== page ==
[Date Prev][Date Next][Thread Prev][Thread Next][Date Index][Thread Index]
In response to David Huron's interesting description of his project
in computational stream formation,
I have been working on a similar project for a while. To begin with,
I focused on a categorical representation of the acoustic energy,
breaking it up into clearly delimited sinusoid-like components. While
that proved hard and is not yet solved to my satisfaction, I have
recently been considering the higher-level problem of forming these
into sources. The way I am tending to think about it is in terms
of _fusion_ rather than _segregation_, at least in the first instance,
although the distinction is subtle. I am considering fusion because
it seems such a powerful and early process : my first level of analysis
would analyse a periodic stimulus into harmonics and formant bursts,
but it is, of course, very difficult to hear such a stimulus as anything
but a single sound. Put another way, the impression of 'one sound' seems
more solid, more distinct than the impression of 'more than one sound',
so maybe the best way to make a computer recognize the latter condition
is to make it do a good job of recognizing the former, and then see
when it breaks or gets confused. (David's use of the Pitch Model I see as
equivalently placing fusion in the first stage, in that pitch is an
attribute of a fused stimulus).
Again, as David points out, the problem at the higher level is `filling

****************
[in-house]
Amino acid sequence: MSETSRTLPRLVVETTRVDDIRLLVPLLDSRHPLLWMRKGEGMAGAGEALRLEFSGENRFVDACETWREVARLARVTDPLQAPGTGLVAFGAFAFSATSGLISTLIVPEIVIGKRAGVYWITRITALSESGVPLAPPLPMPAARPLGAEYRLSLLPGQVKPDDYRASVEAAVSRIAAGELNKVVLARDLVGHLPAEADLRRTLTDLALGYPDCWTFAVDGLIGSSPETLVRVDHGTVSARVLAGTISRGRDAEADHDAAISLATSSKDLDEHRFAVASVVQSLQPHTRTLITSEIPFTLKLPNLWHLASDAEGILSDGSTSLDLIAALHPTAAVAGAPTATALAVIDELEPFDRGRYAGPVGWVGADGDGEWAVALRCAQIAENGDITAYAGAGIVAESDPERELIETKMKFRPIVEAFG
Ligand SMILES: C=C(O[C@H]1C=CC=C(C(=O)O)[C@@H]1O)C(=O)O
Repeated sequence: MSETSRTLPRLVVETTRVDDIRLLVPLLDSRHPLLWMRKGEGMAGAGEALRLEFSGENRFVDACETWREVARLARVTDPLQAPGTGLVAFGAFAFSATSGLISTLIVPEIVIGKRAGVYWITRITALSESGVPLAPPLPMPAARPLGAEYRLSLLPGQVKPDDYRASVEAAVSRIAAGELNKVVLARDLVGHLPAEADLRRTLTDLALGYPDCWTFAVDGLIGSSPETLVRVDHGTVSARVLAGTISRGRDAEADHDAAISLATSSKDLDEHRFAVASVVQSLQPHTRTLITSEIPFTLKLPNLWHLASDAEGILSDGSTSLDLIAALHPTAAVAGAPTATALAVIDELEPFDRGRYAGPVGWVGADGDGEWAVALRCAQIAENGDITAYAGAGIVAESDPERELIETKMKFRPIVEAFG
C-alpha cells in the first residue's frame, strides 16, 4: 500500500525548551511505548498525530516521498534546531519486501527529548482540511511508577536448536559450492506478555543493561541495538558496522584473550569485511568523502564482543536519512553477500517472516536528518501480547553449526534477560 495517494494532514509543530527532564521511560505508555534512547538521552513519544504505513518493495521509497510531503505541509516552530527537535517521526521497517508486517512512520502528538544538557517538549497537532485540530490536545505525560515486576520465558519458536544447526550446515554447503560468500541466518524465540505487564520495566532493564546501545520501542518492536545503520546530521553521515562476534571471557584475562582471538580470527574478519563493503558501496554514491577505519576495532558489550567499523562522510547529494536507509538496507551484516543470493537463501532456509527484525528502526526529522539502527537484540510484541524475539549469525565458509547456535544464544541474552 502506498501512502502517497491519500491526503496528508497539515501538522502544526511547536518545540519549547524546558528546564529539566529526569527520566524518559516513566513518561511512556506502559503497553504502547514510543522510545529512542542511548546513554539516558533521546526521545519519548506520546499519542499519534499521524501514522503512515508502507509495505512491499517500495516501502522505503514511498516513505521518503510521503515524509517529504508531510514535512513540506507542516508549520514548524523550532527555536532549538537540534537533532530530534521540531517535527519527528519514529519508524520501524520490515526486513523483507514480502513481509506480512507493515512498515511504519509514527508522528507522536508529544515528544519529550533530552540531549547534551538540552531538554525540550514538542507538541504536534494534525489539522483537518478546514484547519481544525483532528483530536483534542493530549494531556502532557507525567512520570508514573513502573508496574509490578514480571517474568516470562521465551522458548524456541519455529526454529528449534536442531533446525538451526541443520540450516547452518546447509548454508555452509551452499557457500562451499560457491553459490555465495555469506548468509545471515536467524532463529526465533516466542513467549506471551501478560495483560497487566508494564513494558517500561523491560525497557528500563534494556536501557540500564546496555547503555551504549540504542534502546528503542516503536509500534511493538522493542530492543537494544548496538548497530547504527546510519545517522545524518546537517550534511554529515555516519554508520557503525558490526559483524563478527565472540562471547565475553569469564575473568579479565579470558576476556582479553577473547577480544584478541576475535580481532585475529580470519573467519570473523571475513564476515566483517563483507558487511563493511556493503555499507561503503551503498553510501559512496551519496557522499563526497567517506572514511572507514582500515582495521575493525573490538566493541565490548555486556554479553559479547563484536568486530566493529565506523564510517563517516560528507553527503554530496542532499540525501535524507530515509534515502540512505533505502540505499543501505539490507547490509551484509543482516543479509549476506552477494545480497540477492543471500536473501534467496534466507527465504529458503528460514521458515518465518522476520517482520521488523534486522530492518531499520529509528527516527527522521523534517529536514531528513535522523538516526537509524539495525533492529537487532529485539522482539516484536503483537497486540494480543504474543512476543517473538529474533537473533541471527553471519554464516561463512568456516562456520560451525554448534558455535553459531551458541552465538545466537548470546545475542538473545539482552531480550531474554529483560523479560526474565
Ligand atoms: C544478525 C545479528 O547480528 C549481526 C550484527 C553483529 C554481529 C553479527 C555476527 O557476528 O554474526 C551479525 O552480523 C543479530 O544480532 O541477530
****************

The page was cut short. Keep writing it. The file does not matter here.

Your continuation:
in gaps' and making the right kinds of heuristic associations between
data distinct in time and frequency. I am working with simultaneous
use of rules such as harmonicity, common onset and common modulation
to form networks of basic elements with a high liklihood of fusing.
But I am getting a strong sense that to get results of comparable
robustness to human source formation, it is necessary to have very
high level models (hypotheses) of what the sound `is' or what has
generated it. Such a model ("clarinet playing middle C") can be
strongly supported in one region of time frequency, and then use the
plausibility so established to mop-up more weakly-associated data in
a different region. But the problem of acquiring and triggering such
high level models seems very hard.
On the acoustic/auditory stream debate: I think that auditory streams
are the only ones worth worrying about. I don't really see acoustic
streams as being well defined, since the physical origin of different
components of a sound can be arbitrarily close. The sound of a guitar
string being plucked consists of a initial transient of the pluck-click,
perhaps mainly radiated from the pick, followed by the periodic oscillation
of the string : are these separate acoustic sources? For me, the only
interesting definition of a source is the psychological one, i.e. an
ensemble of acoustic energy perceived as a single event or entity.
I'd be very interested in any comments from readers of AUDITORY.
DAn Ellis, MIT Media Lab Perceptual Computing Group.